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Cogitations on Dark Matter(s)
By Cantor Shoshana Brown
Published in the Herald News on April 4, 2014

Does God care for us? Does God intervene to foil the plans of the wicked? In our adult education class at Temple Beth El, we have been discussing such issues: Is there “proof” of God’s existence? Can we know anything about God’s nature? Did God “speak” to Moses or the prophets? Is there life after death?, etc.

In just the past two weeks we have been confronted with the following:  the disappearance of Malaysian Airlines Flight 370 with 239 people onboard; the freak explosion of a building in Harlem, killing eight people; a landslide in Washington State with the likelihood of over 100 dead; two firefighters perishing while on duty in Boston…and this is just the “breaking news.”  Add the conflicts in Iraq, Afghanistan, Syria, Egypt, and multiple countries in Africa: each person caught up in these parts of the world surely has a heartbreaking story to tell.

The Lord is my light and my salvation, whom shall I fear?  (Psalm 27)

How might a modern person answer the Psalmist? “Are you kidding? I fear terrorists; I fear crazy, disgruntled people with automatic weapons; I fear natural disasters; I fear losing my job, my home, my family; I fear cancer; I fear Alzheimer’s….” And yet people in antiquity must have feared plenty-including things that we (for the most part) no longer need to fear--like darkness and wild beasts. When you think about it, what is amazing is that anyone could have written the kinds of things that we find in the Psalms at all.  What, for example, was the Psalmist thinking when writing:

The Lord protects all who love Him, but all the wicked He destroys (Ps. 145)?

Were there no muggings, no murders, no landslides in antiquity that harmed or even took the lives of the faithful?  Surely the nature of life in this sometimes dangerous world was not so different back then.  As Job cries out:

There are those who snatch the fatherless child from the breast, and take in pledge the infant of the poor…From out of the city the dying groan, and the soul of the wounded cries for help; yet God pays no attention to their prayer. (Job 24)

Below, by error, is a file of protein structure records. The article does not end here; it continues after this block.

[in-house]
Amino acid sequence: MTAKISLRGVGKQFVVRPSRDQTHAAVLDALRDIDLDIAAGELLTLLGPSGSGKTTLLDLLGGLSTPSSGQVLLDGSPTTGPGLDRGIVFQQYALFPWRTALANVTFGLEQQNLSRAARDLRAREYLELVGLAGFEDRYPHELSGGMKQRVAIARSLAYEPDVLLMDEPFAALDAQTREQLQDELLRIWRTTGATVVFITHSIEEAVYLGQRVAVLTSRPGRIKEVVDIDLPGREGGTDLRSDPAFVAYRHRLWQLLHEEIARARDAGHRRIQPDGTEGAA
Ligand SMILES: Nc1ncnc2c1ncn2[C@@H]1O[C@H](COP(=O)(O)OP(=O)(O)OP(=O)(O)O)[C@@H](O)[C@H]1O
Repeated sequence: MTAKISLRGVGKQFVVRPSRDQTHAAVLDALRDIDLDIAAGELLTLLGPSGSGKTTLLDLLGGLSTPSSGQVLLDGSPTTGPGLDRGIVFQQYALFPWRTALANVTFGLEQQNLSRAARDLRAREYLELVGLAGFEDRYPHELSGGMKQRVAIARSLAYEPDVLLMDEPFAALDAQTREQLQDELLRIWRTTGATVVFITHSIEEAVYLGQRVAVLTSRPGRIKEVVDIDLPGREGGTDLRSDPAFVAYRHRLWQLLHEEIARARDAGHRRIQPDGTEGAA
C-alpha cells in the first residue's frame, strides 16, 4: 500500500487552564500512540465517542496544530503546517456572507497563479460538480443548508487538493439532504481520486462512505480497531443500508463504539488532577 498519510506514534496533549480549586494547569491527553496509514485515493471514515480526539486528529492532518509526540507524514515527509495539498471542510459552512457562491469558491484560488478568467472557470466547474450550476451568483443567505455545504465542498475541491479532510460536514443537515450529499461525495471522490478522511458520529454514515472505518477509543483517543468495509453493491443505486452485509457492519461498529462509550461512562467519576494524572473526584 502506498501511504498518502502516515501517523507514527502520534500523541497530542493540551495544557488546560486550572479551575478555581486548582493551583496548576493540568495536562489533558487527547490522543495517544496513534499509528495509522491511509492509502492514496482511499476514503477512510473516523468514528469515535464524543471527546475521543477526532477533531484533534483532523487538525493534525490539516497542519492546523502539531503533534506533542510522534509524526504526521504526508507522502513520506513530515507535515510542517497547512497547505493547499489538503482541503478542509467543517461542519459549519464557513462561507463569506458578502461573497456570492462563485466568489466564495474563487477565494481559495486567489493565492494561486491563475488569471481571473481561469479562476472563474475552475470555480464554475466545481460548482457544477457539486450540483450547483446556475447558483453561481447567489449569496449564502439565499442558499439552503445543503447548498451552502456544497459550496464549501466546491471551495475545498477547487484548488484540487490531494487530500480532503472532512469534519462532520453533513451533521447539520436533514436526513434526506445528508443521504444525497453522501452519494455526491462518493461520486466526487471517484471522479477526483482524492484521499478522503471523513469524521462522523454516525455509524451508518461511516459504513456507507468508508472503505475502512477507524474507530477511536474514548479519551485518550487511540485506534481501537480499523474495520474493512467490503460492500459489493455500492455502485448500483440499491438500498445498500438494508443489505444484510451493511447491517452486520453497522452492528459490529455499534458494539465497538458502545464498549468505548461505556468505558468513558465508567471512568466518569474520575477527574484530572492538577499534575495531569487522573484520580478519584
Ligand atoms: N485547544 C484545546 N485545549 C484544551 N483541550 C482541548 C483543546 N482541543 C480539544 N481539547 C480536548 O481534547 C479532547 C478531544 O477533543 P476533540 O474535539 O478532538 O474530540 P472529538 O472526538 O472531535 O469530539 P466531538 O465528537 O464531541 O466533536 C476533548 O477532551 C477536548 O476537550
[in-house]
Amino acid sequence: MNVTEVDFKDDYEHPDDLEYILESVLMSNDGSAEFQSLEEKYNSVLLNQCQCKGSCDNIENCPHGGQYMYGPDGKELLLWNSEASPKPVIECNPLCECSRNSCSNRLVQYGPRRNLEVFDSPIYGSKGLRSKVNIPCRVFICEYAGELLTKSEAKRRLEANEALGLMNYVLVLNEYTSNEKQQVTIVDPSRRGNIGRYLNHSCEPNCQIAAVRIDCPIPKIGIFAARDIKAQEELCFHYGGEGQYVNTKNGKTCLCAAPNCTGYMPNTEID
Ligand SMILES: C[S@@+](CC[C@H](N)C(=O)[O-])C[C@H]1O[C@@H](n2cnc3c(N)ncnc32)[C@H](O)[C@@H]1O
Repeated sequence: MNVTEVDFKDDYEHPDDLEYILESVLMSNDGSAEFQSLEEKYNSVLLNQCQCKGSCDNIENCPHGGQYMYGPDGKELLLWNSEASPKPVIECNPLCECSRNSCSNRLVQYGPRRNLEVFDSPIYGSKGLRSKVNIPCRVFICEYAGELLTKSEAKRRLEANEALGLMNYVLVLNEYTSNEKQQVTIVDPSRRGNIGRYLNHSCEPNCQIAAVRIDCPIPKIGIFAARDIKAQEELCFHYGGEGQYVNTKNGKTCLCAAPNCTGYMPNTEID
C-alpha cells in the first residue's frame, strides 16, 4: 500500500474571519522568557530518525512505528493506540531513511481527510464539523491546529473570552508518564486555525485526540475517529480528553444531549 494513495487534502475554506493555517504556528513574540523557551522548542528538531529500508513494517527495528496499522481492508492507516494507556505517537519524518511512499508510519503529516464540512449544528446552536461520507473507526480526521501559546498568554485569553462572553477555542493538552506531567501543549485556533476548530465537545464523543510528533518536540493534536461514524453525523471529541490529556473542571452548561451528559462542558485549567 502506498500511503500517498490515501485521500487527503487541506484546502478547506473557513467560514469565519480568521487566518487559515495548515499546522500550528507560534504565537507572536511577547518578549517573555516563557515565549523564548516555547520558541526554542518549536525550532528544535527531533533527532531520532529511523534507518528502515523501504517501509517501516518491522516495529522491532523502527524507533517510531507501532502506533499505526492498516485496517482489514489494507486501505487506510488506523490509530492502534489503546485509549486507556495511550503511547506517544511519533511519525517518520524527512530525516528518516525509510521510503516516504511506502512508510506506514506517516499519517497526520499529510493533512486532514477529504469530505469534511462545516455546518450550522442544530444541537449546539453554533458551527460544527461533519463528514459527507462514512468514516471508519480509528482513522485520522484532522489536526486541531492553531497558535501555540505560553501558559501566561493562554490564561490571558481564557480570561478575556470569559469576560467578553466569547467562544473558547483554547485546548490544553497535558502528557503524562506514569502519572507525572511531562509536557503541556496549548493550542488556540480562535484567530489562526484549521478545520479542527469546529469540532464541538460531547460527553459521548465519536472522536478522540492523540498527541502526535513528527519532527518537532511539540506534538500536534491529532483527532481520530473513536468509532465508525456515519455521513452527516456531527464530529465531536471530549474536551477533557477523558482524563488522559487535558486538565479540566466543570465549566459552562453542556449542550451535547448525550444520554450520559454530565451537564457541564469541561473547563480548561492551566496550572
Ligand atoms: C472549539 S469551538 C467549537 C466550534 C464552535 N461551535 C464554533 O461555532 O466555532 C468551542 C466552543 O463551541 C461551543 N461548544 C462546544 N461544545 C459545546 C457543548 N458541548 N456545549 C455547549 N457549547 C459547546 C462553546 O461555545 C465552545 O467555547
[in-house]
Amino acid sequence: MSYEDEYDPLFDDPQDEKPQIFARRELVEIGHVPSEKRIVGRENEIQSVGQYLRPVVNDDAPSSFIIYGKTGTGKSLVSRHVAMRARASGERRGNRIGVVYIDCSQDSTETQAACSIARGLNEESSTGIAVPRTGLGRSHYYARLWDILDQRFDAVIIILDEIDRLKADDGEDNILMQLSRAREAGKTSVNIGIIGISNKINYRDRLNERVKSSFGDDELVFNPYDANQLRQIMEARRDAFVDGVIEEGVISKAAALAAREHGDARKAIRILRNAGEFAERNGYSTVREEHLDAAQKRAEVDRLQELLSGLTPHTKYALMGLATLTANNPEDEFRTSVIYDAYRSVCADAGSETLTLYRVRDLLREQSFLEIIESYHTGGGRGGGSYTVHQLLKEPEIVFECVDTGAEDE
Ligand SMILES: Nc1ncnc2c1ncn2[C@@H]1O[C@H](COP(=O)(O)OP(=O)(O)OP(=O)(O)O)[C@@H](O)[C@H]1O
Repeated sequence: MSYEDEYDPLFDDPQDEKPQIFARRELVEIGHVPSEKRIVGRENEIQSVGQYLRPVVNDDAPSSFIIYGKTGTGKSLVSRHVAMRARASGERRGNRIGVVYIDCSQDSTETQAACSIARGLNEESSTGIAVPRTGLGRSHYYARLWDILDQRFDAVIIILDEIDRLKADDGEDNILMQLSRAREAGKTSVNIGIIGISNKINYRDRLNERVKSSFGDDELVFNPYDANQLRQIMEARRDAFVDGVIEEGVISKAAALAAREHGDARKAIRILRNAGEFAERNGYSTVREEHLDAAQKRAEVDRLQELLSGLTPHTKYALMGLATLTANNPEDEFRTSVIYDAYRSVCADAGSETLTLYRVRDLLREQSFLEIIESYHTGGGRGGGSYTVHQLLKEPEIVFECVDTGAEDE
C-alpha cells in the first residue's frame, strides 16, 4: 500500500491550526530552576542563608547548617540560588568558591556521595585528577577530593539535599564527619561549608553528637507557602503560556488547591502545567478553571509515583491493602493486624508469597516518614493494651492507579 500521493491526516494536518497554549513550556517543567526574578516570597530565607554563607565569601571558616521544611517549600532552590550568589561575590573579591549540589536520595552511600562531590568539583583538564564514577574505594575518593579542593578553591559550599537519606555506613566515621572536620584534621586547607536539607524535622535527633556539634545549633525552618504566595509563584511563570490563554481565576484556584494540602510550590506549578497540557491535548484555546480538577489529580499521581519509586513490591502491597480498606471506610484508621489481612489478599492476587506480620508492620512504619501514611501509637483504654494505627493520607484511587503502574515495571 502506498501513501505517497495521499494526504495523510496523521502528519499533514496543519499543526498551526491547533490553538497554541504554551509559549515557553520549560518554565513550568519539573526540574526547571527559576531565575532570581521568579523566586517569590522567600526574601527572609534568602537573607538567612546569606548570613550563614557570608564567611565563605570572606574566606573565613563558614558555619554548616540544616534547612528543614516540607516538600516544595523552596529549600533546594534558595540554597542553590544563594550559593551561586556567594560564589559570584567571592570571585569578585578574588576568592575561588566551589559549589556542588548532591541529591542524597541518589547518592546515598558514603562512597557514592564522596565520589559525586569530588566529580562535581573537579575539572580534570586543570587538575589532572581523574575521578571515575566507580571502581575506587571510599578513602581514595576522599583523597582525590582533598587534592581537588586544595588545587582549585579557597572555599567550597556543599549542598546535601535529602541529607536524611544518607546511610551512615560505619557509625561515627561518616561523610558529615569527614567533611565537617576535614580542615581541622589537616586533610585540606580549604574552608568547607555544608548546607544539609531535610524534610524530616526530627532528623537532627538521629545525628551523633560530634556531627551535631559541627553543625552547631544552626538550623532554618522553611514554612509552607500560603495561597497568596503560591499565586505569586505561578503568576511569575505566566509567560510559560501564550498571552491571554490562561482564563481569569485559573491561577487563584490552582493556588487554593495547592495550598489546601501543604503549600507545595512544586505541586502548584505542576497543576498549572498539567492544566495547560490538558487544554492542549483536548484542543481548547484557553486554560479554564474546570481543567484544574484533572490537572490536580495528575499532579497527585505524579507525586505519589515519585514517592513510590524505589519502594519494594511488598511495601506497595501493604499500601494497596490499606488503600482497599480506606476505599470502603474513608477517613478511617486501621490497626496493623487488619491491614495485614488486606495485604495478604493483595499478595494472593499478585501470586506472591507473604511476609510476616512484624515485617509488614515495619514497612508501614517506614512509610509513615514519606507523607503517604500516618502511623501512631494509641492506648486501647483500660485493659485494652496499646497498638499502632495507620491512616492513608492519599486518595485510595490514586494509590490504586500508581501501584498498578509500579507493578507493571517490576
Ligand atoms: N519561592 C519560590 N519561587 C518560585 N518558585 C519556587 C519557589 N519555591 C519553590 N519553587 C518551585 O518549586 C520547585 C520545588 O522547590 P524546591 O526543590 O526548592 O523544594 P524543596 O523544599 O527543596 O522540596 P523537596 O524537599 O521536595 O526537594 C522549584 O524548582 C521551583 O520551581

Job’s words may seem true if we expect a landslide to reverse itself, or a gunman’s plan to be foiled.  Horrible things happen to the good and bad alike, and too often the unjust succeed in amassing riches, and even living a long life.  Why does God, seemingly, pay no attention?

Although I cannot “prove” it, I believe that we all have a conduit to God’s presence within us, waiting to be accessed-not to physically save us or fix all our problems, but to bring us hope, joy, inspiration;  to be our soul’s companion through dark times-even if this means unto death itself. The Buddhists say “I come alone; I go alone.” But Jews, Muslims, and Christians say that no, God is our shepherd, our soul’s companion-even in calamity, even in death itself, God will be with us.

I also believe that we are God’s saving hands in this world: rescuers, firefighters, emergency caregivers, fighters for justice, teachers, pastors, all of us who extend our hands to help those less fortunate, every person who listens to a friend in trouble, or wipes a child’s tears…I know that these “hands” are not always able to reach all those in need in time; sometimes the would-be rescuers themselves perish in the attempt. Ultimately, we cannot know how to make sense of this “ride” we call life-which is at times heartbreakingly cruel and at other times breathtakingly beautiful. But we have a choice as to whether to make ourselves available to God or not-both for our own soul’s enrichment, and to act as a “saving” force for others, even for the Planet itself.

Many of us have been watching the new Cosmos series on TV, having our minds stretched to the breaking point in imagining the beginning of our universe, and wondering about its end as well…what is the purpose of it all, and what is the “dark matter” (or is it dark energy?) that keeps everything from falling apart? Whichever it may be, I hold with the biblical author who uttered the following:

…for love is as strong as death,
…its flashes are flashes of fire, a most vehement flame.
Many waters cannot quench love, neither can floods drown it.
(Song of Songs 8)

I choose to live with the companionship of God, rather than to be “ultimately alone” in this universe. I believe God’s love is the force that brought us into being, the glue that holds us all together, and the power that will be with us in the end. I cannot know that this is true, but what gives meaning to our lives is not knowing so much as letting ourselves know love, and loving.

Cantor Shoshana Brown is the musical director and co-spiritual leader of Temple Beth El in Fall River.